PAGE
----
Friday, 28 January 2011

Krugman and Lauzon: Fiscal Lies and Wrong-Headed Analysis of Lessons from Europe

Two interesting discussions of "debt crises" and the effect of corporate tax cuts this week, one from Paul Krugman today in The New York Times, and the other in one of the free tabloids given out around Montreal's transit system, Métro.

In his column "The Own Private Europes," Krugman takes off from the response of Republican respresentative Paul Ryan to President Obama's State of the Union address, pointing to the alleged failure of European countries' economic policies, particularly their social programs. "American conservatives have long used the myth of a failing Europe to argue against progressive policies in America. More recently, they have tried to appropriate Europe’s debt problems on behalf of their own agenda, never mind the fact that events in Europe actually point the other way," Krugman writes.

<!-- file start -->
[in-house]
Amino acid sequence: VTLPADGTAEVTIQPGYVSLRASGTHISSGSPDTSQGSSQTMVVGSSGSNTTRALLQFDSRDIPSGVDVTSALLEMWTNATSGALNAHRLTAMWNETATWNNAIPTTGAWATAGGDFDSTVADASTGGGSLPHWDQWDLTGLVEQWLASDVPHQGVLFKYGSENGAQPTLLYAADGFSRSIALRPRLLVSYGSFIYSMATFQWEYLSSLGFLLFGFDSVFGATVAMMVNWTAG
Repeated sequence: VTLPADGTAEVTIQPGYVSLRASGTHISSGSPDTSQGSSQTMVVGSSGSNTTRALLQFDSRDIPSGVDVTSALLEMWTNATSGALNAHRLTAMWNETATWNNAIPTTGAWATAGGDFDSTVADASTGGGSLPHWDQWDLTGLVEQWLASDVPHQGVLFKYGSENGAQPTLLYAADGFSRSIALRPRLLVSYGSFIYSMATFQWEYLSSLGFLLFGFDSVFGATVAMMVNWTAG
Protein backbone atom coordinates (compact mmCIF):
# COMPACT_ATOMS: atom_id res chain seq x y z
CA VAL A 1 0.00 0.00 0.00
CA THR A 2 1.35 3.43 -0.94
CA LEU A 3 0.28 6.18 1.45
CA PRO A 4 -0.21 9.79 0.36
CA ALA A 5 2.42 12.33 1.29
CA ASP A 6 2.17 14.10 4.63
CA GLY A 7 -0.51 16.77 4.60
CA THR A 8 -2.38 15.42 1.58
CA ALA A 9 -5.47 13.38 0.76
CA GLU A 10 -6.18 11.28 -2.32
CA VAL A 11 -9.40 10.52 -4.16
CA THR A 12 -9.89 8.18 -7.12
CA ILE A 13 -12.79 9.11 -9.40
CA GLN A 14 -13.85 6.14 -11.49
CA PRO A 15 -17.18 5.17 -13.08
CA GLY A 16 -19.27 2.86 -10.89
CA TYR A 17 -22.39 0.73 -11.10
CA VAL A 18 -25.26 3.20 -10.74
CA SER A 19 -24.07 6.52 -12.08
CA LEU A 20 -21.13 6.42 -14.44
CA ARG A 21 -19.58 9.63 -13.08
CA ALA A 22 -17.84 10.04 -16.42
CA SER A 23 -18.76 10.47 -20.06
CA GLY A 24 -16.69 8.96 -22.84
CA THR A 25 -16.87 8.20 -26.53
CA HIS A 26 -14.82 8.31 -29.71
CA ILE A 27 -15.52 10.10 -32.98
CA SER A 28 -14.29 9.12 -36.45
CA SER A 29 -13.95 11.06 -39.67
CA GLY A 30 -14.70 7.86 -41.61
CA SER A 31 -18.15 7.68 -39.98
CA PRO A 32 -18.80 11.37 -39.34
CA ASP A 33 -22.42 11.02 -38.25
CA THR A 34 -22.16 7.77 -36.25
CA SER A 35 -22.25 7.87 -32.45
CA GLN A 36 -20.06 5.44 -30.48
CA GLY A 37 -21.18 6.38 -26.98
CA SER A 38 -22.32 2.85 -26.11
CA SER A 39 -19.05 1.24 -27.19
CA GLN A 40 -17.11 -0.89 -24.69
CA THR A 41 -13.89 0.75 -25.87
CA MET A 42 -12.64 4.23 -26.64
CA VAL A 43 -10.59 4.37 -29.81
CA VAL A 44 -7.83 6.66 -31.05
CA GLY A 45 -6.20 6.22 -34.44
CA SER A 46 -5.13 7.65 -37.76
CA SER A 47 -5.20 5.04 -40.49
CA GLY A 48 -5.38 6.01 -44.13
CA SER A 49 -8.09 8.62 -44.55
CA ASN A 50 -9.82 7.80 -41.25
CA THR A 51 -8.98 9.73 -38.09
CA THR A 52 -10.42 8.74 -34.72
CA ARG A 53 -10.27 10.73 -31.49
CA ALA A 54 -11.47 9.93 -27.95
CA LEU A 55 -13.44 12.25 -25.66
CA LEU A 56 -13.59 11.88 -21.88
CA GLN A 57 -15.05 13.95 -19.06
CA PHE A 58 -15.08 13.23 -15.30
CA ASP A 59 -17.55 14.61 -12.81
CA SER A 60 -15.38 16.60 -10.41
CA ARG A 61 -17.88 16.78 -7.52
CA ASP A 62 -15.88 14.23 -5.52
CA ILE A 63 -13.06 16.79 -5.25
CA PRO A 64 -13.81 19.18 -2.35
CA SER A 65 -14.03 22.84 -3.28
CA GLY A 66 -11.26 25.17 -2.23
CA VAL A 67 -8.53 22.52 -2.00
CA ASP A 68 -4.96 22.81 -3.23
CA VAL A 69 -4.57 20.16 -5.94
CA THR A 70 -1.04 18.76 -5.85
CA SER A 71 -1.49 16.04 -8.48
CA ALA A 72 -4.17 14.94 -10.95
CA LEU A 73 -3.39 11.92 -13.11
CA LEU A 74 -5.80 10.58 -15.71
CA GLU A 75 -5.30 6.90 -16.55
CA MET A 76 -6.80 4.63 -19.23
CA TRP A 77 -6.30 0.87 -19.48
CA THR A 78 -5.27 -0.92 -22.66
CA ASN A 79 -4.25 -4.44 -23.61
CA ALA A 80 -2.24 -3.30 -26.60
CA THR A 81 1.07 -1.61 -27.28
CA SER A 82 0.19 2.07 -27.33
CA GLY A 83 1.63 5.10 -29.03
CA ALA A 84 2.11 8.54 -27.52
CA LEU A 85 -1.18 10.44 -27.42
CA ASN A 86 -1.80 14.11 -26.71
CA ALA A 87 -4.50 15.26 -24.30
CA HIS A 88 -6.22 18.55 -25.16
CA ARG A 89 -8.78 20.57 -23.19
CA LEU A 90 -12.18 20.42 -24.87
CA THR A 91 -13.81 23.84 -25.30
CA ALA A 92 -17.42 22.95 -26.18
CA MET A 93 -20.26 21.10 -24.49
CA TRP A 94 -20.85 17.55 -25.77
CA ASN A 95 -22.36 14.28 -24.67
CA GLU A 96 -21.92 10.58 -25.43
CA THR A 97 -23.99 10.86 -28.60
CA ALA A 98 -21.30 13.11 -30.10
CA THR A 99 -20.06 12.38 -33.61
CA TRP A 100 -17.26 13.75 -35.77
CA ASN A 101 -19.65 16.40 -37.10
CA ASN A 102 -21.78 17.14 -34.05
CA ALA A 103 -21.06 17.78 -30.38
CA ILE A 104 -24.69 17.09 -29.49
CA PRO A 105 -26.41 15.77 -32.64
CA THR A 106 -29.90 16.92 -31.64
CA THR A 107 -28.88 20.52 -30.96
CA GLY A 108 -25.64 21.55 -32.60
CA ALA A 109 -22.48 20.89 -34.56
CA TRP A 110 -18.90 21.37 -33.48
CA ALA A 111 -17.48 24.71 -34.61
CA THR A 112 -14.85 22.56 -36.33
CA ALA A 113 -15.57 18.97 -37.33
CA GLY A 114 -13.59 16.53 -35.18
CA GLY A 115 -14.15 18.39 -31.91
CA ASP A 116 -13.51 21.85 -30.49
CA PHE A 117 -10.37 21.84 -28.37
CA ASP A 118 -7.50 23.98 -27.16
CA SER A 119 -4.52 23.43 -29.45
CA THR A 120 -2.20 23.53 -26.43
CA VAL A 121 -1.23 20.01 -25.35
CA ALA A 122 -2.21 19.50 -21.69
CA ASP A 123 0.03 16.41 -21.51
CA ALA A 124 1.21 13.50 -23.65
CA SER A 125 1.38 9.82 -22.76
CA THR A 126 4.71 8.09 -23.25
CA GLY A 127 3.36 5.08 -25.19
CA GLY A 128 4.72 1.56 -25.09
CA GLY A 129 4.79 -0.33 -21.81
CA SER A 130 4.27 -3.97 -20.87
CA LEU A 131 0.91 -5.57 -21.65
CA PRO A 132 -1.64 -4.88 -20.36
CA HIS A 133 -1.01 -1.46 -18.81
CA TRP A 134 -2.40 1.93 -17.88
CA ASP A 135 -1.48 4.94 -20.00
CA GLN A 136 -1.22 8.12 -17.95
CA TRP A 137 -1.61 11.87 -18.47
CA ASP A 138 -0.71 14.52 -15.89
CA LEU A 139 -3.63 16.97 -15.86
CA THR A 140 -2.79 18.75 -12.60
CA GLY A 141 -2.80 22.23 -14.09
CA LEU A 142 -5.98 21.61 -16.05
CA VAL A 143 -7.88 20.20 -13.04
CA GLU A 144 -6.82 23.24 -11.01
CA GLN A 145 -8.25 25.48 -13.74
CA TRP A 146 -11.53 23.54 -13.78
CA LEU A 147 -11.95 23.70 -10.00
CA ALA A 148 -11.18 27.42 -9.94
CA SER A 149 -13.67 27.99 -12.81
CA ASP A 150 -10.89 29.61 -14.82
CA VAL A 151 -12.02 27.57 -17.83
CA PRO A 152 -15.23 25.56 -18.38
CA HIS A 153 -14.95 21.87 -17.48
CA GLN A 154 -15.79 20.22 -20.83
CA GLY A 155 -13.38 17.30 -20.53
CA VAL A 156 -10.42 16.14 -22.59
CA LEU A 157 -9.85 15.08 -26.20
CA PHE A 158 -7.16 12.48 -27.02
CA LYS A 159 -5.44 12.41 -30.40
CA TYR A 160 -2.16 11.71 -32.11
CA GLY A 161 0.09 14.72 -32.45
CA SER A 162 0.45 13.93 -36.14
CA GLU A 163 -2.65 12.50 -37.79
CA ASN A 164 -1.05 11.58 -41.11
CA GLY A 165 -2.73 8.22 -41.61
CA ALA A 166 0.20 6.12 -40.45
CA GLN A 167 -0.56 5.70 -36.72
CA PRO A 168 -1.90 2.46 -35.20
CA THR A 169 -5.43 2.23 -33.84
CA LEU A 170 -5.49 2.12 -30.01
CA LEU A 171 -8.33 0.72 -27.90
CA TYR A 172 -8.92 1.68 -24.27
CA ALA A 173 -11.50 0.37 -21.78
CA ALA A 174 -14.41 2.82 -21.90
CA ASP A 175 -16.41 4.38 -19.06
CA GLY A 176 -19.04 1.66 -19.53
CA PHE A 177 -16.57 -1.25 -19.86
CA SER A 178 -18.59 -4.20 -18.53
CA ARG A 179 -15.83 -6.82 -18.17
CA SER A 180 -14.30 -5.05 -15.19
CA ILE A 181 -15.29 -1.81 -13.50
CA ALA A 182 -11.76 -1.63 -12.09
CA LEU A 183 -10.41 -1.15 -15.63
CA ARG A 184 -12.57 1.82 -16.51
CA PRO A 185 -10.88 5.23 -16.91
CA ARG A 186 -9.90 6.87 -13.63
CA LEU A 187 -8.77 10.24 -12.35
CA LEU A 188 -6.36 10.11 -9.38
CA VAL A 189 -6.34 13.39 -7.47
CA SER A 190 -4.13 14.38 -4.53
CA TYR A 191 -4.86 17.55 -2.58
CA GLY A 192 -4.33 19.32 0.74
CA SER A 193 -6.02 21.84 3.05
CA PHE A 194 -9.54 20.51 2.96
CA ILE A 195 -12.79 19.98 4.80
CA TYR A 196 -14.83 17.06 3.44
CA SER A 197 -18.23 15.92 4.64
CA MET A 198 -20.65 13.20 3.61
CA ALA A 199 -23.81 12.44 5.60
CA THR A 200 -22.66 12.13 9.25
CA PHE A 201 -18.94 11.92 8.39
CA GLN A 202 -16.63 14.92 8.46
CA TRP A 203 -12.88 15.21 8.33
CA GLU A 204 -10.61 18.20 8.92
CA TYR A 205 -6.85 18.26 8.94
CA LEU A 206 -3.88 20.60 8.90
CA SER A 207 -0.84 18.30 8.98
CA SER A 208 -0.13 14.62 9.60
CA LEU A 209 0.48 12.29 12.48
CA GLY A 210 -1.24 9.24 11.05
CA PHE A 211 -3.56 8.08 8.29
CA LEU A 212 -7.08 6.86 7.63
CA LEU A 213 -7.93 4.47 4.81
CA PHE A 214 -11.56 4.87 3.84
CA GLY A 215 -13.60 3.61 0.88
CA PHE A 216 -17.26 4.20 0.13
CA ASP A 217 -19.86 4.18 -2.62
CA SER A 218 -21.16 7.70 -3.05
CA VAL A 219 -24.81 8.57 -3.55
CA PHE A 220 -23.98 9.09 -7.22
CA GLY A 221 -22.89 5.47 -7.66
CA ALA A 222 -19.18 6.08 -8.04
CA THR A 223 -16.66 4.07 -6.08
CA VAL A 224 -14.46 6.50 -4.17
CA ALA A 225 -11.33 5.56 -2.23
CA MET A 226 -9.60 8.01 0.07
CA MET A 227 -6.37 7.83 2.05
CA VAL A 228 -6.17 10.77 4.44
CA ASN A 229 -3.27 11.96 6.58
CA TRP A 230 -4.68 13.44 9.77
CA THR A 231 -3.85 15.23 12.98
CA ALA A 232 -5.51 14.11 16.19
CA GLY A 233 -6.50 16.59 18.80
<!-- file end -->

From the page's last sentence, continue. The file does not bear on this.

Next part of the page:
In the tabloid, Léo-Paul Lauzon, a maverick professor of accounting and social-econmic studies at the Université du Québec à Montréal, lays it on the line: corporate and fat cat tax cuts like those whose continuation was just approved in the US, do nothing to encourage economic growth. Quoting several fiscal conservative sources to back up his analysis, he says that the only winners in this kind of economic game is business and not the economy as a whole. To say otherwise is to lie, he says.

Both men appear voices in the wilderness, despite their good economic credentials. They should be heard and heeded.

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